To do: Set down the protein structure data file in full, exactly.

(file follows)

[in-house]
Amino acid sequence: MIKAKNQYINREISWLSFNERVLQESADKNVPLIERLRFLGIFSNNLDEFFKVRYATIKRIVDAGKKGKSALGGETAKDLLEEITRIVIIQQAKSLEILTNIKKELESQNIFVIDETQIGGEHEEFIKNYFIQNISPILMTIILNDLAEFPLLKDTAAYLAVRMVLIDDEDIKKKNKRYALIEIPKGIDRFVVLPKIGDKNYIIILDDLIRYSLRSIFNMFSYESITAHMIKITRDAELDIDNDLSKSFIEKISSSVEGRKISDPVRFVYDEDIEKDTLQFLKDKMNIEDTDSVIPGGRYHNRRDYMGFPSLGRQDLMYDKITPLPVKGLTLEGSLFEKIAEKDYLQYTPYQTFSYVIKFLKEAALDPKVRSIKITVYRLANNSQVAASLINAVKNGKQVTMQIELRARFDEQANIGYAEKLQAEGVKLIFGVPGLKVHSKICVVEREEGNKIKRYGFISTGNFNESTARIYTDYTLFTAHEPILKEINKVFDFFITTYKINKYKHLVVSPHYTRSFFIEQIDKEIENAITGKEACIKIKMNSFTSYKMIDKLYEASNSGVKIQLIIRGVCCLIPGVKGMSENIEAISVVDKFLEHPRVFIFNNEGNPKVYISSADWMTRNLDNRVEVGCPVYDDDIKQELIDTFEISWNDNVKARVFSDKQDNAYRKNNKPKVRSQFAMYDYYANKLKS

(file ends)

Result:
[in-house]
Amino acid sequence: MIKAKNQYINREISWLSFNERVLQESADKNVPLIERLRFLGIFSNNLDEFFKVRYATIKRIVDAGKKGKSALGGETAKDLLEEITRIVIIQQAKSLEILTNIKKELESQNIFVIDETQIGGEHEEFIKNYFIQNISPILMTIILNDLAEFPLLKDTAAYLAVRMVLIDDEDIKKKNKRYALIEIPKGIDRFVVLPKIGDKNYIIILDDLIRYSLRSIFNMFSYESITAHMIKITRDAELDIDNDLSKSFIEKISSSVEGRKISDPVRFVYDEDIEKDTLQFLKDKMNIEDTDSVIPGGRYHNRRDYMGFPSLGRQDLMYDKITPLPVKGLTLEGSLFEKIAEKDYLQYTPYQTFSYVIKFLKEAALDPKVRSIKITVYRLANNSQVAASLINAVKNGKQVTMQIELRARFDEQANIGYAEKLQAEGVKLIFGVPGLKVHSKICVVEREEGNKIKRYGFISTGNFNESTARIYTDYTLFTAHEPILKEINKVFDFFITTYKINKYKHLVVSPHYTRSFFIEQIDKEIENAITGKEACIKIKMNSFTSYKMIDKLYEASNSGVKIQLIIRGVCCLIPGVKGMSENIEAISVVDKFLEHPRVFIFNNEGNPKVYISSADWMTRNLDNRVEVGCPVYDDDIKQELIDTFEISWNDNVKARVFSDKQDNAYRKNNKPKVRSQFAMYDYYANKLKS